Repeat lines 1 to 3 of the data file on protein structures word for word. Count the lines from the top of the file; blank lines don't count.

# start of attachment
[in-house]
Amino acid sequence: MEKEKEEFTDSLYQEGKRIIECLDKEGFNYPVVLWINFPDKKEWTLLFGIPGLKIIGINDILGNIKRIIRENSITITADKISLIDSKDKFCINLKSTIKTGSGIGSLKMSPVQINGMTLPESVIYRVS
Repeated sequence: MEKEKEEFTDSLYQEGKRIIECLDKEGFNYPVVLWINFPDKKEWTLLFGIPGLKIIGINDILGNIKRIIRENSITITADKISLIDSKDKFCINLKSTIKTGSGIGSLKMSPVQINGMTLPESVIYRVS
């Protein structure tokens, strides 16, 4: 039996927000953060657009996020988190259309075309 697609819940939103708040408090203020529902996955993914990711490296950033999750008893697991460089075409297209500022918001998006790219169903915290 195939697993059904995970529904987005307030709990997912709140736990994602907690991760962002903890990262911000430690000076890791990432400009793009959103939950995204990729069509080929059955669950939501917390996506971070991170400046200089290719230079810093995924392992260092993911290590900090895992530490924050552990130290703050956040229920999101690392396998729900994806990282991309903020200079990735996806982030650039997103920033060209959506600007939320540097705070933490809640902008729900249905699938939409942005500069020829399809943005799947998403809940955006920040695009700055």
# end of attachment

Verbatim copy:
[in-house]
Amino acid sequence: MEKEKEEFTDSLYQEGKRIIECLDKEGFNYPVVLWINFPDKKEWTLLFGIPGLKIIGINDILGNIKRIIRENSITITADKISLIDSKDKFCINLKSTIKTGSGIGSLKMSPVQINGMTLPESVIYRVS
Repeated sequence: MEKEKEEFTDSLYQEGKRIIECLDKEGFNYPVVLWINFPDKKEWTLLFGIPGLKIIGINDILGNIKRIIRENSITITADKISLIDSKDKFCINLKSTIKTGSGIGSLKMSPVQINGMTLPESVIYRVS